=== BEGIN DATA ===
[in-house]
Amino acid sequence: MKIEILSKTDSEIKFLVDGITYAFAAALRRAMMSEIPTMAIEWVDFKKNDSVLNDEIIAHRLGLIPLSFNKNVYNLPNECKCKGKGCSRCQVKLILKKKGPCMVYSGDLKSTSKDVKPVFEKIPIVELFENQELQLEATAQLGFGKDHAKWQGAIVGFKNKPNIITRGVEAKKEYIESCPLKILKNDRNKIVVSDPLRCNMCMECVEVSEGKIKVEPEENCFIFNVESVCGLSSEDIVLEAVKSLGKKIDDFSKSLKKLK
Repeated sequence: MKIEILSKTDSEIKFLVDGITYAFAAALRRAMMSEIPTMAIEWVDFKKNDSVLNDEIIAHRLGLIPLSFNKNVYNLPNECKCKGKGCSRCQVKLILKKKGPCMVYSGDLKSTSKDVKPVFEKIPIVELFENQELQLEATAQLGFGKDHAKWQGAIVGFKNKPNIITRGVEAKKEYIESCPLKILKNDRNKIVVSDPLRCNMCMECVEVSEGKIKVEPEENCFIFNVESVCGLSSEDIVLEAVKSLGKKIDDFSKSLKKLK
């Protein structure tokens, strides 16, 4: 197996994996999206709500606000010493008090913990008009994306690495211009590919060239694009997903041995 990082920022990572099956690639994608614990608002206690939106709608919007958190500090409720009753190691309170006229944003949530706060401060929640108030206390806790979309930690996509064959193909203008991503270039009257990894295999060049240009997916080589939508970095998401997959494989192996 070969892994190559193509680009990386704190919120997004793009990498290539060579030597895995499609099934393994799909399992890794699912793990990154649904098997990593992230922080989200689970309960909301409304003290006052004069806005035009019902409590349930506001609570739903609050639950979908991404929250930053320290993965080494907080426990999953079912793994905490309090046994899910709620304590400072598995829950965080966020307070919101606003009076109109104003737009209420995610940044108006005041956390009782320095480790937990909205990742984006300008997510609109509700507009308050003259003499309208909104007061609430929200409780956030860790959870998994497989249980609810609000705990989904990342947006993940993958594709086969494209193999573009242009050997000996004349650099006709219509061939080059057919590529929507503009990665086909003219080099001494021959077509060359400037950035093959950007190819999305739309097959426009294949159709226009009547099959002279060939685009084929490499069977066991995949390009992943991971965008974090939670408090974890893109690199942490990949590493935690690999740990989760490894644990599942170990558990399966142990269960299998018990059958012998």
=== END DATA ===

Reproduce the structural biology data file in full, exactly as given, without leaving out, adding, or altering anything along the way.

[in-house]
Amino acid sequence: MKIEILSKTDSEIKFLVDGITYAFAAALRRAMMSEIPTMAIEWVDFKKNDSVLNDEIIAHRLGLIPLSFNKNVYNLPNECKCKGKGCSRCQVKLILKKKGPCMVYSGDLKSTSKDVKPVFEKIPIVELFENQELQLEATAQLGFGKDHAKWQGAIVGFKNKPNIITRGVEAKKEYIESCPLKILKNDRNKIVVSDPLRCNMCMECVEVSEGKIKVEPEENCFIFNVESVCGLSSEDIVLEAVKSLGKKIDDFSKSLKKLK
Repeated sequence: MKIEILSKTDSEIKFLVDGITYAFAAALRRAMMSEIPTMAIEWVDFKKNDSVLNDEIIAHRLGLIPLSFNKNVYNLPNECKCKGKGCSRCQVKLILKKKGPCMVYSGDLKSTSKDVKPVFEKIPIVELFENQELQLEATAQLGFGKDHAKWQGAIVGFKNKPNIITRGVEAKKEYIESCPLKILKNDRNKIVVSDPLRCNMCMECVEVSEGKIKVEPEENCFIFNVESVCGLSSEDIVLEAVKSLGKKIDDFSKSLKKLK
């Protein structure tokens, strides 16, 4: 197996994996999206709500606000010493008090913990008009994306690495211009590919060239694009997903041995 990082920022990572099956690639994608614990608002206690939106709608919007958190500090409720009753190691309170006229944003949530706060401060929640108030206390806790979309930690996509064959193909203008991503270039009257990894295999060049240009997916080589939508970095998401997959494989192996 070969892994190559193509680009990386704190919120997004793009990498290539060579030597895995499609099934393994799909399992890794699912793990990154649904098997990593992230922080989200689970309960909301409304003290006052004069806005035009019902409590349930506001609570739903609050639950979908991404929250930053320290993965080494907080426990999953079912793994905490309090046994899910709620304590400072598995829950965080966020307070919101606003009076109109104003737009209420995610940044108006005041956390009782320095480790937990909205990742984006300008997510609109509700507009308050003259003499309208909104007061609430929200409780956030860790959870998994497989249980609810609000705990989904990342947006993940993958594709086969494209193999573009242009050997000996004349650099006709219509061939080059057919590529929507503009990665086909003219080099001494021959077509060359400037950035093959950007190819999305739309097959426009294949159709226009009547099959002279060939685009084929490499069977066991995949390009992943991971965008974090939670408090974890893109690199942490990949590493935690690999740990989760490894644990599942170990558990399966142990269960299998018990059958012998």